Sectors Digital/Communication/Information Technologies (including Software),Energy,Environment,Transport

Description Travel award
Amount $4,000 (USD)
Organisation University of California, Los Angeles (UCLA) 
Sector Academic/University
Country United States
Start 09/2015 
End 10/2015
Description Visiting fellowship
Amount $10,000 (AUD)
Organisation Swinburne University of Technology 
Sector Academic/University
Country Australia
Start 04/2016 
End 05/2016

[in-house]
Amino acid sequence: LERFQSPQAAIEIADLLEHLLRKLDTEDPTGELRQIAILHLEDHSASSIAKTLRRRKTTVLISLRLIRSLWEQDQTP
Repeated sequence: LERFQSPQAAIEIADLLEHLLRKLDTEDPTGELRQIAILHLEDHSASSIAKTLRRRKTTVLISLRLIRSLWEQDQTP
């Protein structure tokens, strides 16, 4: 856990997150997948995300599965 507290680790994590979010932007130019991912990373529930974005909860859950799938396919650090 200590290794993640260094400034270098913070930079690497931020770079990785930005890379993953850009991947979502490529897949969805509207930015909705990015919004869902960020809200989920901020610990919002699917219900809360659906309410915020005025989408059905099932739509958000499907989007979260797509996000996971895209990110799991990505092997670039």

Description Visiting fellowship
Amount $72,000 (AUD)
Organisation Queensland University of Technology (QUT) 
Sector Academic/University
Country Australia
Start 05/2013 
End 12/2015
Description Visiting associate professor 
Organisation Queensland University of Technology (QUT)
Country Australia 
Sector Academic/University 
PI Contribution Collaboration on data fusion for real-time traffic predictions
Collaborator Contribution Publications and proposals
Impact Publications and an Australian Research Council standard proposal to be submitted in mid Feb 2015
Start Year 2013
Description Visiting fellow 
Organisation Queensland University of Technology (QUT)
Country Australia 
Sector Academic/University 
PI Contribution Secondment
Start Year 2013